The federal government is auctioning off more than 742,000 acres of federal waters south of Martha’s Vineyard. The plan is to fill the area with offshore wind turbines – enough turbines to power 1-and-a-half million homes. But with the recent news that the offshore Cape Wind project in Nantucket Sound may not go forward, it’s not at all clear that these new initiatives can succeed either.
Dan Renshaw is President of Sea Breeze Energy in Philadelphia, and his company is one of the qualified bidders for the auction. He said he’s optimistic about the prospect of installing commercial wind turbines in the windy waters off Martha’s Vineyard. But he’s apprehensive at the same time.
“There are certain project-specific issues that kinda give me concern. And clearly, an obvious issue that’s gonna have to be addressed is being able to find an outlet to sell the power that you would produce,” Renshaw said.
In Massachusetts, that’s anything but certain, as Cape Wind recently discovered when NStar and National Grid announced they’re backing out of agreements to buy electricity from the project.
Concerns about who will buy offshore wind electricity – and for what price – is one of the things holding offshore wind back in the United States. The federal government has awarded seven commercial wind energy leases in recent years – including Cape Wind -- but so far not a single turbine has been installed in any of those leased waters.
Renshaw notes that this is in stark contrast to Europe, which already has more than 2,000 wind turbines producing energy for the grid, and he points to two major reasons.
“Power prices are much higher in Europe than they are in the US, and on top of that, there are a tremendous number of subsidies in all the major offshore countries, in Germany, in Denmark and in the UK that go a long way toward moving this forward,” he said.
Renshaw added there’s another huge advantage for companies bidding on offshore leases in Europe.
“When you go and you bid and win a lease, you pretty much are guaranteed an outlet for the power as part of it. It’s completely different in the US, where the power sales are completely independent of what the Federal government’s doing with leasing,” said Renshaw.
It’s that lack of firm policy at the state level that often puts wind energy projects at risk, because there are no guaranteed customers. In Massachusetts, renewable energy received eight years of support from the Deval Patrick administration, but some wind power advocates say it’s uncertain whether Governor Charlie Baker’s energy team will continue on that course.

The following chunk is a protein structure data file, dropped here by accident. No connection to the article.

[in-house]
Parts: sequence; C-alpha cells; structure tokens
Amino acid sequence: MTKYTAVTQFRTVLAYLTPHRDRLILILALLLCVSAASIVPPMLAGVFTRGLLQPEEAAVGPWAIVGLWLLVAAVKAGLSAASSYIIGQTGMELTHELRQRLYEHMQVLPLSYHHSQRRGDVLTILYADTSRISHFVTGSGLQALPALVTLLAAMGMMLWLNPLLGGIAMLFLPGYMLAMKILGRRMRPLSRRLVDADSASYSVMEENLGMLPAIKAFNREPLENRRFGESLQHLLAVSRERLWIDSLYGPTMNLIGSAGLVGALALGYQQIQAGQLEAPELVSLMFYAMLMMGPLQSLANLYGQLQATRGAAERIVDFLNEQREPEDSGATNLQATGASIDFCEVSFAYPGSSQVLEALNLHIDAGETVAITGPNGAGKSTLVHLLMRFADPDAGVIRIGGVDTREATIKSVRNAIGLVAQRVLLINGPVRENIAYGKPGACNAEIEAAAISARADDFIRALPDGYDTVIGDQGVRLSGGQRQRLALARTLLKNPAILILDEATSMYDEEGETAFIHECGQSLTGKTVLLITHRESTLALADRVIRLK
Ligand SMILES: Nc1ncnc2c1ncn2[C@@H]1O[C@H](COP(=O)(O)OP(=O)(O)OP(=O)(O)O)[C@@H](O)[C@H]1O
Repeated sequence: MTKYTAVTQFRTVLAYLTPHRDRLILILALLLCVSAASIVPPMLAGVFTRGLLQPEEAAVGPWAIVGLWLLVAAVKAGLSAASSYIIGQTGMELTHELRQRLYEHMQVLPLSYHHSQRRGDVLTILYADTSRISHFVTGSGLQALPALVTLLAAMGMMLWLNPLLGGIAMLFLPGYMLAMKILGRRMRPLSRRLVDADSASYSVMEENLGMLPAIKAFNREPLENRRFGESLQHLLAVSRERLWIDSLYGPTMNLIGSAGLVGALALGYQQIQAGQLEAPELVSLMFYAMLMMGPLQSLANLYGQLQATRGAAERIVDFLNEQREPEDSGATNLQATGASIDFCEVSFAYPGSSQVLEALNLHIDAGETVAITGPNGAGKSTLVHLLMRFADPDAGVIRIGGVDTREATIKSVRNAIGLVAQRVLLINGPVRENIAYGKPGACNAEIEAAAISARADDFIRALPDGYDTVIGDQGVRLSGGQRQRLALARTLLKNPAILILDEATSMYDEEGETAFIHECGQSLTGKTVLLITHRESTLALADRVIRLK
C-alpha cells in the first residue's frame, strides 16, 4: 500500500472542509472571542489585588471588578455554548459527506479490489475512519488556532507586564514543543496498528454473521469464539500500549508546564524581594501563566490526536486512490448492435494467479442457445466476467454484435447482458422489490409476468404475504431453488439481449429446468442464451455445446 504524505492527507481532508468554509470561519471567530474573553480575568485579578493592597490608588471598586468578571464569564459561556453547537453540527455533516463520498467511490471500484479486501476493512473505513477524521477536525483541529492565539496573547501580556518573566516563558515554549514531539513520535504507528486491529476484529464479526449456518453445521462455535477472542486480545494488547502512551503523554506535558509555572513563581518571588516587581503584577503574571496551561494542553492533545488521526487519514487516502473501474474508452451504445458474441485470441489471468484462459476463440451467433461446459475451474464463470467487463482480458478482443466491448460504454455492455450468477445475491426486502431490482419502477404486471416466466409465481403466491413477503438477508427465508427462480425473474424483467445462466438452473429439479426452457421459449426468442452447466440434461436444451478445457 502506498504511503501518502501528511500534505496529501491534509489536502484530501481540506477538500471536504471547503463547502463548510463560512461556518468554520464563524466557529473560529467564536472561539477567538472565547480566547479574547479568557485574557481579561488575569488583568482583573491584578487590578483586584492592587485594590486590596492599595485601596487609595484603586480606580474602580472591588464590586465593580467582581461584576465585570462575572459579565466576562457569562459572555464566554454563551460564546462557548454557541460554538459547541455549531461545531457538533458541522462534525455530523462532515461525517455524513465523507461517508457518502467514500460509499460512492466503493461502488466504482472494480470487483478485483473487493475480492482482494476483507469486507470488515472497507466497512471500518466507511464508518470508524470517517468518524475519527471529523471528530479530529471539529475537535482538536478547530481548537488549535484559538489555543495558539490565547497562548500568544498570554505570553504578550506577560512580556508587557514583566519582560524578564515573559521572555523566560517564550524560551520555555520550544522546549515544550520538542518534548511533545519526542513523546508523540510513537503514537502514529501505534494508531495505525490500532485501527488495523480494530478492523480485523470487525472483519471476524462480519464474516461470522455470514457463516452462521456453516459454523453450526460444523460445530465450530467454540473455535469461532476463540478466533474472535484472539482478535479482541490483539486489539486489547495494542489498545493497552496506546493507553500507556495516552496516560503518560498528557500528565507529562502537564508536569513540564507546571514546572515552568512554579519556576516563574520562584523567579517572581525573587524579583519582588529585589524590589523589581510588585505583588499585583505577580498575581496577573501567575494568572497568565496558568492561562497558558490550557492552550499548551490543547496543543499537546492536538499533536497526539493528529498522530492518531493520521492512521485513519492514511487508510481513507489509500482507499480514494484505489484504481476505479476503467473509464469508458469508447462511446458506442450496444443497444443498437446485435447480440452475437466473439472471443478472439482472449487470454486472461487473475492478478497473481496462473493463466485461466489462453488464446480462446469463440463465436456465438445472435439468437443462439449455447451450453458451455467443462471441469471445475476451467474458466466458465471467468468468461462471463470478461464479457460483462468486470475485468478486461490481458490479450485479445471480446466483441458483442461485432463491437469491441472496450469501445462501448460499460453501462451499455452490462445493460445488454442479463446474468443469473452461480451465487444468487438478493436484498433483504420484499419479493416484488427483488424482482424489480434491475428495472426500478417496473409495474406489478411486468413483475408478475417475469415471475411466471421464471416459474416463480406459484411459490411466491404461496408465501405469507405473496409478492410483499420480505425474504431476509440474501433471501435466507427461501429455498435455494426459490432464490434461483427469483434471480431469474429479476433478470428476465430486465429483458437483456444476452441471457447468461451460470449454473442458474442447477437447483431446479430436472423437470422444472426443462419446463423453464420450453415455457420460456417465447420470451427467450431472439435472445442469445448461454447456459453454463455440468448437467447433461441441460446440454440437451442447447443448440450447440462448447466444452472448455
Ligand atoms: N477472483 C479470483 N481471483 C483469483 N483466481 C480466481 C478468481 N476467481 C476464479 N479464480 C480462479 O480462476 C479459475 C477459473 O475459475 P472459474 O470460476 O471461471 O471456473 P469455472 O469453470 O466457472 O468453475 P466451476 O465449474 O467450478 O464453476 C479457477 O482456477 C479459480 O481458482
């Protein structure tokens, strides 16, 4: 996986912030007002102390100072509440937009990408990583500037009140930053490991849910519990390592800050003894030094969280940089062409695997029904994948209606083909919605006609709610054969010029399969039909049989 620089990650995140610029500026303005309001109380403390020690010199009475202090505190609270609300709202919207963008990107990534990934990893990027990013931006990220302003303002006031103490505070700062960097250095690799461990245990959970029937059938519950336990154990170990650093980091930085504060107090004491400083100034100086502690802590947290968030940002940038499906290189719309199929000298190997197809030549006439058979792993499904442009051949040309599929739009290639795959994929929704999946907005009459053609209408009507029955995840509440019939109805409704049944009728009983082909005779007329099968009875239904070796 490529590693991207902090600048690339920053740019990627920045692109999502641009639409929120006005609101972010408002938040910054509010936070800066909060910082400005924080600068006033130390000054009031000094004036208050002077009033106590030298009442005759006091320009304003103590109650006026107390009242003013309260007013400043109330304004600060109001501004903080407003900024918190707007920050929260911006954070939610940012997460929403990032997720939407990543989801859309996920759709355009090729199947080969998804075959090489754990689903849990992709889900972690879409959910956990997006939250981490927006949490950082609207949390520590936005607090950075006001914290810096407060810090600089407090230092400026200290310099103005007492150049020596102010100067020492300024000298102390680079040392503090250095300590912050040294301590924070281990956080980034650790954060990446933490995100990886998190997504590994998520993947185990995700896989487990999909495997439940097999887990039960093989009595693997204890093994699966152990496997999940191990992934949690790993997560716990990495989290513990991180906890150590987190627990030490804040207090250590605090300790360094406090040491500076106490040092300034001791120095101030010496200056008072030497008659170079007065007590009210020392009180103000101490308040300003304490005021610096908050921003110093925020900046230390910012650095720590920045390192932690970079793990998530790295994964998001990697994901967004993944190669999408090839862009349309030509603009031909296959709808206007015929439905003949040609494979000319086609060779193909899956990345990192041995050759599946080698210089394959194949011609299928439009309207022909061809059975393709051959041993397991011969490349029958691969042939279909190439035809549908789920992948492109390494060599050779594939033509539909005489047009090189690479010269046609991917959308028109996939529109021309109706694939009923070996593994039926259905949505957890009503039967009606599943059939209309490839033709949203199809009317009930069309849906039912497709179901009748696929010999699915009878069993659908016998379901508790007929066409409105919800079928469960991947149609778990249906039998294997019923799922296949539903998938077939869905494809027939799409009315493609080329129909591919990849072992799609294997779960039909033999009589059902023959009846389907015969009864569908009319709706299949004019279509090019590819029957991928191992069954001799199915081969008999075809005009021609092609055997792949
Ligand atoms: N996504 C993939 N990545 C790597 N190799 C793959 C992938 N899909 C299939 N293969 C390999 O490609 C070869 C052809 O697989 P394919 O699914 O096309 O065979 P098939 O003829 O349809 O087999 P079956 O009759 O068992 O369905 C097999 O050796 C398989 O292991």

Abigail Hopper is the Director of the Bureau of Ocean Energy Management, the Federal agency handling the auction. She said her agency remains committed to wind energy, despite the recent setbacks for Cape Wind.
“It would be a mistake to interpret one project’s challenges as endemic across an entire industry,” said Hopper.
Hopper added that falling oil and gas prices shouldn’t be seen as a deterrent to wind energy development.
“Energy prices are incredibly volatile. And so anyone who’s interested in building this kind of big infrastructure project has to take the long view,” she said. “So this current dip in energy prices I don’t think will be impactful to the long-term trajectory of building a new industry.”
Even if this week’s auction is successful, it could be several years before turbines are installed. Once a lease is awarded, Hopper said a developer has one year to submit a site assessment plan, which outlines how the developer plans to use the wind resources in their area.
“And then once they have that site assessment plan, they then have 4-1/2 years to submit to us a construction and operations plan, which is a much more detailed, site-specific plan of where they’re gonna site each turbine, what the specific implications of that site plan would be. We then do an environmental analysis, and once we approve that, they are cleared to construct,” said Hopper.
In the run-up to the auction, 12 bidders were identified as qualified to participate. But one already has pulled out, saying the potential for realizing any return on his investment is too uncertain. Still, Hopper and federal officials hope the auction will help jump-start the fledgling offshore wind industry, and that some of the nation’s first turbines could be spinning in waters not far from Martha’s Vineyard.